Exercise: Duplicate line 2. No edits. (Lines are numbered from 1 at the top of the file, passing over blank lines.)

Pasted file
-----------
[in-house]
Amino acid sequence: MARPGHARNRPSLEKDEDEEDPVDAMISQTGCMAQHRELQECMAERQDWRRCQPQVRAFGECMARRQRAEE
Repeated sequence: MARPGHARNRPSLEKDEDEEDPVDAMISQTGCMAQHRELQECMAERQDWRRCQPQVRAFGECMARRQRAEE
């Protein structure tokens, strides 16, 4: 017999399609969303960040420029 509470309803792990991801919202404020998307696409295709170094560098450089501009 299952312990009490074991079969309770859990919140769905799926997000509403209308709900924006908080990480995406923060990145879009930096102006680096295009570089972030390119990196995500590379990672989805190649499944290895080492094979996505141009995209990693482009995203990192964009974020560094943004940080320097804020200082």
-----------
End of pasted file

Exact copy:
Amino acid sequence: MARPGHARNRPSLEKDEDEEDPVDAMISQTGCMAQHRELQECMAERQDWRRCQPQVRAFGECMARRQRAEE